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I'm Matthew Somerfield, a freelance journalist focused on the technical elements of Formula One. It has been a pleasure to provide content via this site for the last 5 years, which has led me to several paid freelancing jobs along the way. I'm currently plying my trade with and working alongside the legend that is Giorgio Piola.

This has seen the content here diminish as a result and I'd like that to change. In order to accomplish this I need your financial support, as I need to break free of the shackles of doing this part time. If you like the content I've been producing and want more of it I'd ask that if you can spare some change each month it'd go a long way towards transforming this site into the technical behemoth I know it can be.

As such I've set up a 'tip jar' over on Patreon and will continue to set goals and rewards based on our success -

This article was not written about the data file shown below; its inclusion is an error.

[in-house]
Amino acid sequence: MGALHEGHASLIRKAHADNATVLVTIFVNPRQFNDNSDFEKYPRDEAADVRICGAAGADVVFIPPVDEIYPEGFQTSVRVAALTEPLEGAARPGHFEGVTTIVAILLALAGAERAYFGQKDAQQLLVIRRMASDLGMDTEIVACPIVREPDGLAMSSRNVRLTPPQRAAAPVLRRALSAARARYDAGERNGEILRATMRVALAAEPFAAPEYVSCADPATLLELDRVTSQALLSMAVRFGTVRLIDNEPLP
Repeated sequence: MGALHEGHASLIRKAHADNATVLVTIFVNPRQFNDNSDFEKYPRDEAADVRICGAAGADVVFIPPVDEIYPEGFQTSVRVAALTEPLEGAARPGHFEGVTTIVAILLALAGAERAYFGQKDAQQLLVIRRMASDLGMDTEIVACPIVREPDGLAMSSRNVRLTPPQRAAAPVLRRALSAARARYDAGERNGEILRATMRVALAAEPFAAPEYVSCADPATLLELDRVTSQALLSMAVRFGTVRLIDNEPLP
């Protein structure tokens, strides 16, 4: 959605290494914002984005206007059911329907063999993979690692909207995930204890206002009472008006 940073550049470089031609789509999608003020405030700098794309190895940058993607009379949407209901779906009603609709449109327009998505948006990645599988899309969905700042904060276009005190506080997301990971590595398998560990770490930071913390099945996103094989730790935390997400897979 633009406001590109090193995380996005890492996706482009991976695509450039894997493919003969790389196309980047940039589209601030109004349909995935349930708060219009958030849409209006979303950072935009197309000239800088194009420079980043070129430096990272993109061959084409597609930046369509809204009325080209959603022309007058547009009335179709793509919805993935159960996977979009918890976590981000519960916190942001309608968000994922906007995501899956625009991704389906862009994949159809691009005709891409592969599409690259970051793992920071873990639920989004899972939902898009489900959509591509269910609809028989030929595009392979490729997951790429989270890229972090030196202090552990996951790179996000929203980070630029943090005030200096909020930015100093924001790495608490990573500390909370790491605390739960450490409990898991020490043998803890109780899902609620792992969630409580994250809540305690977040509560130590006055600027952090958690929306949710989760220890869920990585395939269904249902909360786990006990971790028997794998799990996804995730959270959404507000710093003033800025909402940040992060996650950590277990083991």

26 Jul 2014

Williams arrived in Hungary having overtaken Ferrari in the constructors championship (in Germany) and wanting to keep the momentum going.  Their success this season has largely been down to a very efficient design, whilst Valtteri Bottas' talent has shone through too.  The team knew that Hungary is a very different challenge requiring as much downforce as can be found and so had a few new components to bridge the gap, as Red Bull would clearly be much quicker owing to the circuit characteristics (lower top speed and more conducive to downforce).
As we can see above, the team have introduced a small winglet that sits astride the roll hoop, something that Ferrari introduced early on in the season.  The idea of the winglet is to set up longitudinal vortices that not only disturb the rear wing, delaying separation, increasing downforce and reducing drag but also makes the wing work over a wider speed threshold and creating more balance in yaw.



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